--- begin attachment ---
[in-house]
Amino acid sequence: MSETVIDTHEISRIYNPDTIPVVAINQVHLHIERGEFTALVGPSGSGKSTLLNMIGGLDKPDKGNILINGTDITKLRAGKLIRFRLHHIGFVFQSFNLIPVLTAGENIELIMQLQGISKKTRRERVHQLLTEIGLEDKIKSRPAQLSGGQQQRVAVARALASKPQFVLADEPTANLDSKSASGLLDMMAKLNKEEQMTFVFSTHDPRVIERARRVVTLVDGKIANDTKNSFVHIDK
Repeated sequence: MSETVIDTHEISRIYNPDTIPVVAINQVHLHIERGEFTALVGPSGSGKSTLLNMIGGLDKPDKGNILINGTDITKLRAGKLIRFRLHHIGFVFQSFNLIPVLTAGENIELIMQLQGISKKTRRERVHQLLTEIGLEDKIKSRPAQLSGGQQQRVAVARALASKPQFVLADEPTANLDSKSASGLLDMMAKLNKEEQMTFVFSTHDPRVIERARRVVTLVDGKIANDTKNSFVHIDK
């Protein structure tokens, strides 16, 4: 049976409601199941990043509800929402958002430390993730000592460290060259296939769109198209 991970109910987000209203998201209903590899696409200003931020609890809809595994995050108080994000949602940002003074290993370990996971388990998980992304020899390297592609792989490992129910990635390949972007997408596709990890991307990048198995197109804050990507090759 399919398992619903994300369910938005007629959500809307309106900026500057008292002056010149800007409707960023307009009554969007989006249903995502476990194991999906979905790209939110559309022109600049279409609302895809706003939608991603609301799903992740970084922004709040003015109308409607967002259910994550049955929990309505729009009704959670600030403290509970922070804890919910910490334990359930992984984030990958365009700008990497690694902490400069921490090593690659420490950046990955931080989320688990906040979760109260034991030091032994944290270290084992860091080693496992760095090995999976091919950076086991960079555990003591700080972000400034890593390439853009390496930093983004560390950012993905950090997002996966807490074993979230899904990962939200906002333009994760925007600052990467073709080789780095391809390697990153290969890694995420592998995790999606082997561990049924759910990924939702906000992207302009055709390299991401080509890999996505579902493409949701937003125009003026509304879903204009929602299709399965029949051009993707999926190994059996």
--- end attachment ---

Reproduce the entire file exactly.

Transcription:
[in-house]
Amino acid sequence: MSETVIDTHEISRIYNPDTIPVVAINQVHLHIERGEFTALVGPSGSGKSTLLNMIGGLDKPDKGNILINGTDITKLRAGKLIRFRLHHIGFVFQSFNLIPVLTAGENIELIMQLQGISKKTRRERVHQLLTEIGLEDKIKSRPAQLSGGQQQRVAVARALASKPQFVLADEPTANLDSKSASGLLDMMAKLNKEEQMTFVFSTHDPRVIERARRVVTLVDGKIANDTKNSFVHIDK
Repeated sequence: MSETVIDTHEISRIYNPDTIPVVAINQVHLHIERGEFTALVGPSGSGKSTLLNMIGGLDKPDKGNILINGTDITKLRAGKLIRFRLHHIGFVFQSFNLIPVLTAGENIELIMQLQGISKKTRRERVHQLLTEIGLEDKIKSRPAQLSGGQQQRVAVARALASKPQFVLADEPTANLDSKSASGLLDMMAKLNKEEQMTFVFSTHDPRVIERARRVVTLVDGKIANDTKNSFVHIDK
């Protein structure tokens, strides 16, 4: 049976409601199941990043509800929402958002430390993730000592460290060259296939769109198209 991970109910987000209203998201209903590899696409200003931020609890809809595994995050108080994000949602940002003074290993370990996971388990998980992304020899390297592609792989490992129910990635390949972007997408596709990890991307990048198995197109804050990507090759 399919398992619903994300369910938005007629959500809307309106900026500057008292002056010149800007409707960023307009009554969007989006249903995502476990194991999906979905790209939110559309022109600049279409609302895809706003939608991603609301799903992740970084922004709040003015109308409607967002259910994550049955929990309505729009009704959670600030403290509970922070804890919910910490334990359930992984984030990958365009700008990497690694902490400069921490090593690659420490950046990955931080989320688990906040979760109260034991030091032994944290270290084992860091080693496992760095090995999976091919950076086991960079555990003591700080972000400034890593390439853009390496930093983004560390950012993905950090997002996966807490074993979230899904990962939200906002333009994760925007600052990467073709080789780095391809390697990153290969890694995420592998995790999606082997561990049924759910990924939702906000992207302009055709390299991401080509890999996505579902493409949701937003125009003026509304879903204009929602299709399965029949051009993707999926190994059996």